Features: Head-On; Capote; Good Night, and Good Luck; Ushpizin; Best of Youth; Walk on Water; Last Days; My Summer of Love; Look at Me; Tony Takitani; Nina’s Tragedies; Saraband; Dolls; Down to the Bone; Kontroll; Me and You and Everyone We Know; Bee Season; Walk the Line; Schultze Gets the Blues; Nobody Knows; Almost Peaceful; Assisted Living; Caché; The Chronicles of Narnia: The Lion, the Witch and the Wardrobe; The Constant Gardener; Corpse Bride; Syriana; The Talent Given Us; Everything Is Illuminated; The Upside of Anger.Nonfiction: Another Road Home; Ballets Russes; Enron: The Smartest Guys in the Room; Romantico; Tell Them Who You Are; No Direction Home: Bob Dylan. And — I guess — Grizzly Man, whose subject is hardly worth the adroit filmmaking that went into memorializing him.
Sin City: Skillful. Stupid. Hateful.
Jeff Daniels in The Squid and the Whale; Daniel Auteuil in Caché;
Naomi Watts in Ellie Parker and King Kong; Joan Allen and Kevin
Costner in The Upside of Anger; Charlize Theron and Richard Jenkins in
North Country; Natalie Press in My Summer of Love; Matt Dillon and
Terrence Howard in Crash; Vera Farmiga in Down to the Bone; Emmanuelle
Devos in Kings & Queen; Philip Seymour Hoffman and Catherine Keener in
Capote; David Strathairn and Frank Langella in Good Night, and Good
; Michael Lonsdale in Munich; Felicity Huffman in Transamerica;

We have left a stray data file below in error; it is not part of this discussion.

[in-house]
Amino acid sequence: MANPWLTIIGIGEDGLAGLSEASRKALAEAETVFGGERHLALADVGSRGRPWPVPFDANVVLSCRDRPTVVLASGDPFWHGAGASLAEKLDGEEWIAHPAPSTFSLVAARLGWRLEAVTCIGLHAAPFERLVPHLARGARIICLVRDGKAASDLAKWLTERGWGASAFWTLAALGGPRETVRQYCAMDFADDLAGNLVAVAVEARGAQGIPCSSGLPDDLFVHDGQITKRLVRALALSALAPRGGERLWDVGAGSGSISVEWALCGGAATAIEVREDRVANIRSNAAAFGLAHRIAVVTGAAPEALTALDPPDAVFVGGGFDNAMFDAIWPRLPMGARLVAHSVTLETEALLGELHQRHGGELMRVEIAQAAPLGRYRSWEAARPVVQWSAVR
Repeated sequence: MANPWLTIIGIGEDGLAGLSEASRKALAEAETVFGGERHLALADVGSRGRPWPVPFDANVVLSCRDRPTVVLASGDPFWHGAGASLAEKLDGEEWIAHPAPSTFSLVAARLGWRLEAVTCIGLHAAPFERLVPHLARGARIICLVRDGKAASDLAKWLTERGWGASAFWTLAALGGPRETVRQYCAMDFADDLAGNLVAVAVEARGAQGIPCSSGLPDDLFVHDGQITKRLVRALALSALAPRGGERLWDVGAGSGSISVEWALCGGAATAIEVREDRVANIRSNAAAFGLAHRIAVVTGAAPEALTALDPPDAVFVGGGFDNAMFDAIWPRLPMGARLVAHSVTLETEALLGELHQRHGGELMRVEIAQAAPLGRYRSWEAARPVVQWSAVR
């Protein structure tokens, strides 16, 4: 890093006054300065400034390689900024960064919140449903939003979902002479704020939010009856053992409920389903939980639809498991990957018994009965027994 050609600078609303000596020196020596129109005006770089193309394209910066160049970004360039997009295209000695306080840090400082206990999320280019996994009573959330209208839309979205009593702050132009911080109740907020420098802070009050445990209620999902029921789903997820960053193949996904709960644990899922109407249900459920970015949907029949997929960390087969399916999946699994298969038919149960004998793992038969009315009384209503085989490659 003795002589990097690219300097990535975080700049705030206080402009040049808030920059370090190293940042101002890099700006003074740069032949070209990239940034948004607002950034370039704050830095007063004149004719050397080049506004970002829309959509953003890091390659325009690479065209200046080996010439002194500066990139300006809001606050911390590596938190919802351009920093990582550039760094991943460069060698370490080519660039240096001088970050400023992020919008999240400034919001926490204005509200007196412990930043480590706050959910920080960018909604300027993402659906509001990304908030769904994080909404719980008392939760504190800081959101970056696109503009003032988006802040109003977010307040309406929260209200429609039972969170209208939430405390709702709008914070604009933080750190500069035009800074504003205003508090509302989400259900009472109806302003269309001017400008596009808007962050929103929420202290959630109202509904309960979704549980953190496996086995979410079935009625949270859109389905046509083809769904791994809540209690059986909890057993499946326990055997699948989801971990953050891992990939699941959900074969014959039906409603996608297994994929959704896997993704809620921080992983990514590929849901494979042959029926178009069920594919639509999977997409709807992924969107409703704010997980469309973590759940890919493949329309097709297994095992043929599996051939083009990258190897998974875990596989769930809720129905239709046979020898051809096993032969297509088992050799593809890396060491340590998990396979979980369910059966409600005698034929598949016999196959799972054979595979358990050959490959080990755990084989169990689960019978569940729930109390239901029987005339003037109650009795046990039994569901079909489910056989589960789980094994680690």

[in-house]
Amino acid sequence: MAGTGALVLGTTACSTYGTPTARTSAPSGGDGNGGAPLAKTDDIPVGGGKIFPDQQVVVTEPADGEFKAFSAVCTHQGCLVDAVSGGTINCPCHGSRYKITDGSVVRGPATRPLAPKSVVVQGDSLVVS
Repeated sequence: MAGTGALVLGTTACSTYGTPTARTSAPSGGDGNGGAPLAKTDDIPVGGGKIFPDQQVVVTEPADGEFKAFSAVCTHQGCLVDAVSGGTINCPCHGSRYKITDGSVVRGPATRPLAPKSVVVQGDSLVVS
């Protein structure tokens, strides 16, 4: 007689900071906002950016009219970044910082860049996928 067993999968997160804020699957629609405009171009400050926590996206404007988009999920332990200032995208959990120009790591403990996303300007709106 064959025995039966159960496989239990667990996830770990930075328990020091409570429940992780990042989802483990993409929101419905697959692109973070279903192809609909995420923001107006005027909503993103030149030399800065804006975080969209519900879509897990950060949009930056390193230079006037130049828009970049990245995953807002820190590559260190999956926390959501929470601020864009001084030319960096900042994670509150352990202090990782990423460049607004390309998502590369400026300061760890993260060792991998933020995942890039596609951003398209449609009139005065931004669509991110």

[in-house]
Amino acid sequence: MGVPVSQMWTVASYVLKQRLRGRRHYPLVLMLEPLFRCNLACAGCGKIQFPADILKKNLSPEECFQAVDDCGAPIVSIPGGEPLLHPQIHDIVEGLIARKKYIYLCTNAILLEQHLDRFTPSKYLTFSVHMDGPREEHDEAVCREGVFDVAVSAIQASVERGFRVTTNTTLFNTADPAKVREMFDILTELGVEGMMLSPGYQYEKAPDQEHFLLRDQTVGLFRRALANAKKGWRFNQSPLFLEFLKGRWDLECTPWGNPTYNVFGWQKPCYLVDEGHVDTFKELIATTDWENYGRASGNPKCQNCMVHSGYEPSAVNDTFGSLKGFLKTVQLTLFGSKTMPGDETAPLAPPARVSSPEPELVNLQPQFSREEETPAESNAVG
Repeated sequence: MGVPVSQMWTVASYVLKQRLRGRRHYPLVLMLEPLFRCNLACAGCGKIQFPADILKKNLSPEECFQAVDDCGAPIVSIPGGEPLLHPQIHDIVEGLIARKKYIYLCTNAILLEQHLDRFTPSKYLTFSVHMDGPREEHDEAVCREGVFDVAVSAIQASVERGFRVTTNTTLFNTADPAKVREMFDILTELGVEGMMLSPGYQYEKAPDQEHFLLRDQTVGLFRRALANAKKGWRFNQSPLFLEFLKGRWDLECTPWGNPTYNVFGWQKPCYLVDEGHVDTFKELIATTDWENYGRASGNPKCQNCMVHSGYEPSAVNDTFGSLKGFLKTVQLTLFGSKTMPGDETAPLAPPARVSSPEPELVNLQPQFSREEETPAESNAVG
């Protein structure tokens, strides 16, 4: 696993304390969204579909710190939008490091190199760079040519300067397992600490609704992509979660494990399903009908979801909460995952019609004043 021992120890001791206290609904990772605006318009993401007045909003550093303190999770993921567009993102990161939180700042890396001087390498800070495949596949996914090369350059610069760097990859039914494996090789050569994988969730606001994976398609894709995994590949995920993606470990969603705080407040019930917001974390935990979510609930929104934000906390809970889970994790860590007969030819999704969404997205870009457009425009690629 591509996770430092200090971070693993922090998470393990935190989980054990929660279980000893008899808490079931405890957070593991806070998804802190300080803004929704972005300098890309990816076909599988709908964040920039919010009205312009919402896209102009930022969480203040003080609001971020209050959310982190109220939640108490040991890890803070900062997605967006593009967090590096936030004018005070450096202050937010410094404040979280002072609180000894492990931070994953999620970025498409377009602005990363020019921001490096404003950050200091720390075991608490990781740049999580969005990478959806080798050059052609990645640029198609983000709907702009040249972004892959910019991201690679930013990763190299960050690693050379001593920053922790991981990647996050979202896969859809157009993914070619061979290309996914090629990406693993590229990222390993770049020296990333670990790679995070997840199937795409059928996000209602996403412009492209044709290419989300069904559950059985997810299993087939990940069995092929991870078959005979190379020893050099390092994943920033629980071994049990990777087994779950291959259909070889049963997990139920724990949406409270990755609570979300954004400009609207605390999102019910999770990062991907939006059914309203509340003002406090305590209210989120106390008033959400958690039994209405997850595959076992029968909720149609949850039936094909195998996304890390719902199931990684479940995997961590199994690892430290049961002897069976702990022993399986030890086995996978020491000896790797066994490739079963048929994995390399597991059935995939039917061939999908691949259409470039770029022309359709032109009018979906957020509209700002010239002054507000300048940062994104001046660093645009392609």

Cillian Murphy in Breakfast on Pluto; Heath Ledger and Michelle Williams
in Brokeback Mountain; Joseph Gordon Levitt in Mysterious Skin;
Tom Wilkinson in Separate Lies; Richard Gere in Bee Season; Georgie
Henley in The Chronicles of Narnia: The Lion, the Witch and the Wardrobe;
Lior Ashkenazi in Walk on Water; Sibel Kekilli in Head-On; Maria
Bello in A History of Violence; Lisa Kudrow in Happy Endings; and,
of course, Gromit — dear, kind, strong, silent Gromit, unassuming hero of a world
far better than the one we live in. Gromit for President!
Naomi Watts, juggling first for her life, then for the love of a great ape in King Kong.Super-goy James Bond (Daniel Craig), coming on all Yiddish in Munich: “It’s a shanda for the goyim!”Two desolate penguin parents keening over the loss of their baby in March of the Penguins. Anthropomorphic? Maybe, but grief is grief even if you waddle on two flippers.